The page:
DIY – Trailer plug maintenance

With the busy lives we all lead, it’s sometimes inevitable that we forget the little things. Some tasks may initially take a couple of minutes, but in the long run, neglecting them can cause more of a headache than necessary.

As you may well have guessed, I’m staring down the barrel of one of these reminders. The Anzac day just passed, a combination of the fishing ‘day pass’ that I was granted and my insomnia, meant that I was hitching the boat to my car at about 3am. Pulling out of my driveway and up the road, my car decided to express it’s feelings by sounding a warning chime promptly followed by a warning light on my dash that I’ve never seen before. The fact that the warning light was orange and not red provided some sort of relief; to me, red means bad. Quickly pulling over, I opened the glove box, removed the manual and flicked to the warning signals page. Lesson 1 for the day: This new warning light on my dash was telling me that I have a light out somewhere – that’s pretty cool! A quick walk around my trailer with my hazard signals and headlights on and I quickly concluded that one of my trailer parking lights was not working. With the regular jiggle and wiggle of the trailer plug adaptor it came good and I was on my way.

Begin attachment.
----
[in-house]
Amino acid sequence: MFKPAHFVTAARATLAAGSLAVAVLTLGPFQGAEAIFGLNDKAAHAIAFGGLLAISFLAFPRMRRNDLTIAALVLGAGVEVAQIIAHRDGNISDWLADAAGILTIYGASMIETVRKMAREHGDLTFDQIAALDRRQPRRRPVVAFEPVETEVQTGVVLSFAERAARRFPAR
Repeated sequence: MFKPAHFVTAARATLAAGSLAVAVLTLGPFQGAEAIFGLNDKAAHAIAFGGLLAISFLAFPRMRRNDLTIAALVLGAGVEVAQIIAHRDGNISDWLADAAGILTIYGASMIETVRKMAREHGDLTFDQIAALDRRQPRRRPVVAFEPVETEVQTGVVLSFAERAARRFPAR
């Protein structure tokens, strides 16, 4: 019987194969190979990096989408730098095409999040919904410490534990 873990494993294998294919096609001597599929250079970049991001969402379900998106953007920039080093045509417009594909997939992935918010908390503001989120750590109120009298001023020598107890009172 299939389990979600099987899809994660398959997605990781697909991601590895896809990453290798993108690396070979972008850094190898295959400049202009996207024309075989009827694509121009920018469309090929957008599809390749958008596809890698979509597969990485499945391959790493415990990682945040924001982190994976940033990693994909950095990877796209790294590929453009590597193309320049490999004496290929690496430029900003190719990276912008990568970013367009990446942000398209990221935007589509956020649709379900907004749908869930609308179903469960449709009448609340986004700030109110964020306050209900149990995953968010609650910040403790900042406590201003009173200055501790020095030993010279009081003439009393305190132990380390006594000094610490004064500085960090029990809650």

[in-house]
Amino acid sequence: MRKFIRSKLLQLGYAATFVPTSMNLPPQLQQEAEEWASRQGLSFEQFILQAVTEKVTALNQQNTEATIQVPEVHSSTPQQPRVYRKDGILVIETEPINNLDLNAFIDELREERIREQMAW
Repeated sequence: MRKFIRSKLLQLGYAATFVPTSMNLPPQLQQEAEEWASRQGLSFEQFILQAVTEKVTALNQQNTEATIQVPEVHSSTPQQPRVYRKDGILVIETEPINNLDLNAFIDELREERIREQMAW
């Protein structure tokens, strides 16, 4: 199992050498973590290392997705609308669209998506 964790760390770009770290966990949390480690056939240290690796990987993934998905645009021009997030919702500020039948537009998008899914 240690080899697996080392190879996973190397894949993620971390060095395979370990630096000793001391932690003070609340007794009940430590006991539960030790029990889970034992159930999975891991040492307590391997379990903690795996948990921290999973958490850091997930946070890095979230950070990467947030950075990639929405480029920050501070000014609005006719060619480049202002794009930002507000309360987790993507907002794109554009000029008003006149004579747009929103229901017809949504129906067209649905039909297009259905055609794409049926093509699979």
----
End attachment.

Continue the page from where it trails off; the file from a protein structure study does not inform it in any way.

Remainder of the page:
After returning home from the trip, it turns out that my trailer plug had suffered from some slight corrosion built up on the pins that was causing a bad electrical connection. Not really the place you would expect to find it unless you submerge the back of your car in the water. Never the less it was there, and no doubt the corrosion on the inside would be far worse than that on the outside.

Trailer plug 01052014 001

External corrosion on the trailer plug causing a bad connection

So what could I have done to prevent this? Probably a quick squirt of lanolin or some sort of protective coating spray to each end of the plug every couple of trips.  For now I’ll need to pull this plug apart, repair any necessary connection and while it’s apart I’ll also give it a spray of lanolin.  Hopefully this work shouldn’t account for any more than 20 minutes to get my lights back in working order again.

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